Atayne Recycled Performance Sports Wear

It all started with a red shirt. Atayne founder Jeremy Litchfield went for a run in his new, red, performance sports wear top and came back covered in toxic red dye from head to toe. Jeremy decided then and there to turn that bad experience into a company dedicated to using active lifestyles to inspire positive social and environmental change.

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Atayne Recycled Performance Sports Wear

Atayne Recycled Performance Sports Wear

It all started with a red shirt. Atayne founder Jeremy Litchfield went for a run in his new, red, performance sports wear top and came back covered in toxic red dye from head to toe. Jeremy decided then and there to turn that bad experience into a company dedicated to using active lifestyles to inspire positive social and environmental change.

Atayne set out to make performance sports wear made from recycled trash. The first t-shirt line was made of recycled polyester coming from plastic bottles and other polyester clothes. The Company now uses additional recycled materials such as recycled cotton, activated carbon fiber from Cocona and Chitosan. Chitosan is a fiber derived from snow crab shells that contains natural anti-microbial agents.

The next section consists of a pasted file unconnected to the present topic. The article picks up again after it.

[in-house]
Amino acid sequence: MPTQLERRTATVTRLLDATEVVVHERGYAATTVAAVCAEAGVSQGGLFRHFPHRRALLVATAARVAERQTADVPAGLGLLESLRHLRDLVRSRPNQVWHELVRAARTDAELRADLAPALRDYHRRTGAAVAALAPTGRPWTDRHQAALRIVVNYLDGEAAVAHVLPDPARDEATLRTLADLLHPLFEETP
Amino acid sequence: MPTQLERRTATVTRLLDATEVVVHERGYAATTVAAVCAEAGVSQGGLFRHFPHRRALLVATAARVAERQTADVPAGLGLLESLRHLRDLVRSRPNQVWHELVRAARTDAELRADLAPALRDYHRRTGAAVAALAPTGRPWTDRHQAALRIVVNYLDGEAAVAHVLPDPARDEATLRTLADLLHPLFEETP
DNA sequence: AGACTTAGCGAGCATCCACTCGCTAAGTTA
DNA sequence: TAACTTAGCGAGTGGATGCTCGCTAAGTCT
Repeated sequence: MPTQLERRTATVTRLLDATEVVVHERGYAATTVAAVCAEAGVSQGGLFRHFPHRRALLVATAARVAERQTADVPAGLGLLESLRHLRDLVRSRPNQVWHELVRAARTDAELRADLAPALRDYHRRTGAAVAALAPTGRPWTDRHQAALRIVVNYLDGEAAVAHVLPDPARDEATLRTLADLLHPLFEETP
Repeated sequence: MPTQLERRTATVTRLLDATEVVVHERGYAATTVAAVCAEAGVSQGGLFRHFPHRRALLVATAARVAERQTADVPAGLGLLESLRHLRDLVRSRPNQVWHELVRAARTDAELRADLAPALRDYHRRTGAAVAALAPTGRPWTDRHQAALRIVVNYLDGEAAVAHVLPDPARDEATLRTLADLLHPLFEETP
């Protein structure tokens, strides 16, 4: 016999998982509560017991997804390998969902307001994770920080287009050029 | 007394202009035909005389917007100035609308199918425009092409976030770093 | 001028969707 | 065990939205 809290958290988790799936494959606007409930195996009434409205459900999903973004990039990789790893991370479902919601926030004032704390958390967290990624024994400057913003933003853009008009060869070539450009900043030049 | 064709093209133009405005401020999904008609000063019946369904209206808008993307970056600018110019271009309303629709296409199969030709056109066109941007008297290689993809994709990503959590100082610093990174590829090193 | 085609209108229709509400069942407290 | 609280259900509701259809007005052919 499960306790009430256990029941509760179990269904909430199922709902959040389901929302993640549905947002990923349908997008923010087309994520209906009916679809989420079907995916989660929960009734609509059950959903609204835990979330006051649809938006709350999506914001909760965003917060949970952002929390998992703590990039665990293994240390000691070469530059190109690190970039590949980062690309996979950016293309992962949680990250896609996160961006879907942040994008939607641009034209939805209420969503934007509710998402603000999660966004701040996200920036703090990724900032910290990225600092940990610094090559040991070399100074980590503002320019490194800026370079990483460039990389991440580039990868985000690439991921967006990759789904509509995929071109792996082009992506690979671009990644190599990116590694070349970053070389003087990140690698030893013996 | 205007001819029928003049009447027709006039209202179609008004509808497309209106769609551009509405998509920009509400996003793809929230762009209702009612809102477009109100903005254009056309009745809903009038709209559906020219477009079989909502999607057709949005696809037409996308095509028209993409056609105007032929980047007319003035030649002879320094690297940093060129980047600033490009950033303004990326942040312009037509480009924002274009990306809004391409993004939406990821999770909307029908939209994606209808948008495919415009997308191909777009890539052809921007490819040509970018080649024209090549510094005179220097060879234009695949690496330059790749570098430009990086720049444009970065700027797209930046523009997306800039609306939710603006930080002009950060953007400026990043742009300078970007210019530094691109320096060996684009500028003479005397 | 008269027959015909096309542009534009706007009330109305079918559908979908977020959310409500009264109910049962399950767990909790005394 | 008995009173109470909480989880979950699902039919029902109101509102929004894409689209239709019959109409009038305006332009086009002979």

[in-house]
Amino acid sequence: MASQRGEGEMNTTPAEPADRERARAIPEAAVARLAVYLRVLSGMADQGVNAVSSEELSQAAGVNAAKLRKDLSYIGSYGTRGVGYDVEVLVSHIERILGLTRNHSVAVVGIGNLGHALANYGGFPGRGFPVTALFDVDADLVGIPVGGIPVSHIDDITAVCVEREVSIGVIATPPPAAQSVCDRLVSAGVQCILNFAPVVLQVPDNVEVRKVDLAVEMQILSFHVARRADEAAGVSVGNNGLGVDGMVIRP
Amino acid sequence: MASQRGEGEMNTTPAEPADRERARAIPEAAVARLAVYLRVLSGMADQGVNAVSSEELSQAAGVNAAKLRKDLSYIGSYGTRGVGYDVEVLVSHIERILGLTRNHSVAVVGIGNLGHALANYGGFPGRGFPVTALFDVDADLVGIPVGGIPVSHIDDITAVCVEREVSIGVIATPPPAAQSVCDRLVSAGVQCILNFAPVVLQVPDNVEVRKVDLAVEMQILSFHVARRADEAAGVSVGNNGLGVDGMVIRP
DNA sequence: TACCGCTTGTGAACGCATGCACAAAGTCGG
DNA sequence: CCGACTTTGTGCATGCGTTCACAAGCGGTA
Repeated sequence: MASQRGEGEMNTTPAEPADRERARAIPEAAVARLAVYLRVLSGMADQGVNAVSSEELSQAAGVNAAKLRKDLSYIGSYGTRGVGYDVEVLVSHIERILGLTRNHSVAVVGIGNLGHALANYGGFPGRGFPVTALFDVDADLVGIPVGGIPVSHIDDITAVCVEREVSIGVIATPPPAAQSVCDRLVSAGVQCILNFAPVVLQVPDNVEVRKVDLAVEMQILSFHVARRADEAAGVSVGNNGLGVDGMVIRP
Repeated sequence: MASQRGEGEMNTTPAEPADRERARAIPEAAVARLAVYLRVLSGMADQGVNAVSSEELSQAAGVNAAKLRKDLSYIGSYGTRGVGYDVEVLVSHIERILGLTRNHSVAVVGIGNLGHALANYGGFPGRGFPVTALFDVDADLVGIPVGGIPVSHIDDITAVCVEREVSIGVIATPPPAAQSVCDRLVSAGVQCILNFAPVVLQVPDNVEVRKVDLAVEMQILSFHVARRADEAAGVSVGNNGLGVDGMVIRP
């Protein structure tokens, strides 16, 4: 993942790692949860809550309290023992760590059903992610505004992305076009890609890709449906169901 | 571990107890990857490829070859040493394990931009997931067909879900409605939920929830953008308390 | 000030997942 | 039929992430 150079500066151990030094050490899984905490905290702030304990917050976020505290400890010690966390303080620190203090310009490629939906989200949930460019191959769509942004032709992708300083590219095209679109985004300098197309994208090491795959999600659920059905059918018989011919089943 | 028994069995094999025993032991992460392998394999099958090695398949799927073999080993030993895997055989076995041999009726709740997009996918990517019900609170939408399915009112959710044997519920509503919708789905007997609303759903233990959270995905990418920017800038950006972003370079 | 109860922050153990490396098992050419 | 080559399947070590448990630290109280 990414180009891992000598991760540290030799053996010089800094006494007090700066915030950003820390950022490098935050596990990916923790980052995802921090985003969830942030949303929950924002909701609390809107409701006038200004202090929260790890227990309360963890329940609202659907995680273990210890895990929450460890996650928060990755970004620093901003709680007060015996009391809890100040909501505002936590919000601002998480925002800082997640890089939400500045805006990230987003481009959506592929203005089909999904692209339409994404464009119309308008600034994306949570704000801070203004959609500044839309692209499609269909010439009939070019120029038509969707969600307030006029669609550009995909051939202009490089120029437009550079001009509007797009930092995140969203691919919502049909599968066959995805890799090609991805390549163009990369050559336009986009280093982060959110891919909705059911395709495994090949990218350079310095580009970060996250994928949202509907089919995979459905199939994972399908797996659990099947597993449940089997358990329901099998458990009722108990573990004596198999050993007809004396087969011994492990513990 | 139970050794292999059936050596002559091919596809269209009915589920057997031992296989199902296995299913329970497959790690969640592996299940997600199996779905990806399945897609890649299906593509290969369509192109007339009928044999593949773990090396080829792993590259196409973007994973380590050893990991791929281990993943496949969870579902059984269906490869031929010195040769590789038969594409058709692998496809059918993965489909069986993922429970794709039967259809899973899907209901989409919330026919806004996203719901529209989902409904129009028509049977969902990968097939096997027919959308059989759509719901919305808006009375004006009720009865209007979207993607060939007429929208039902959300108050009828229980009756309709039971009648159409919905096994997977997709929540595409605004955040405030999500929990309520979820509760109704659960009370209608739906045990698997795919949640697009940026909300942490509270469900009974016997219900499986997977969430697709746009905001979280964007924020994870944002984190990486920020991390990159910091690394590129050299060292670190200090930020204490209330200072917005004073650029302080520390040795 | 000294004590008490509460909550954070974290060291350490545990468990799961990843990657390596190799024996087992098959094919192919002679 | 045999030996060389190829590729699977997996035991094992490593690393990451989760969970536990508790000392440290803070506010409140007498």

In addition to making environmentally friendly performance sports wear, the Atayne team organizes trash runs at races across the country, consults with events on how to reduce their impact and became a Certified B Corporation to ensure they act for the benefit of their employees and shareholders as well as society and the environment. 

Atayne plans to eventually offer a full line of performance sports wear made exclusively from recycled materials. The full line will include men's and women's cycling tops, tread light shorts, women's dirt skirts and sports bras. You can buy the latest Atayne gear from the Company's online store. 

The real question for a relatively new brand such as Atayne is will the Company be able to survive off of the recycled material vision alone? Or will consumers simply go to Marmot, Patagonia and other big name brands as and when they adopt Cocona and recycled polyester fabrics? Are these smaller companies needed to push the entire industry to become more green? Would love to hear your thoughts! 

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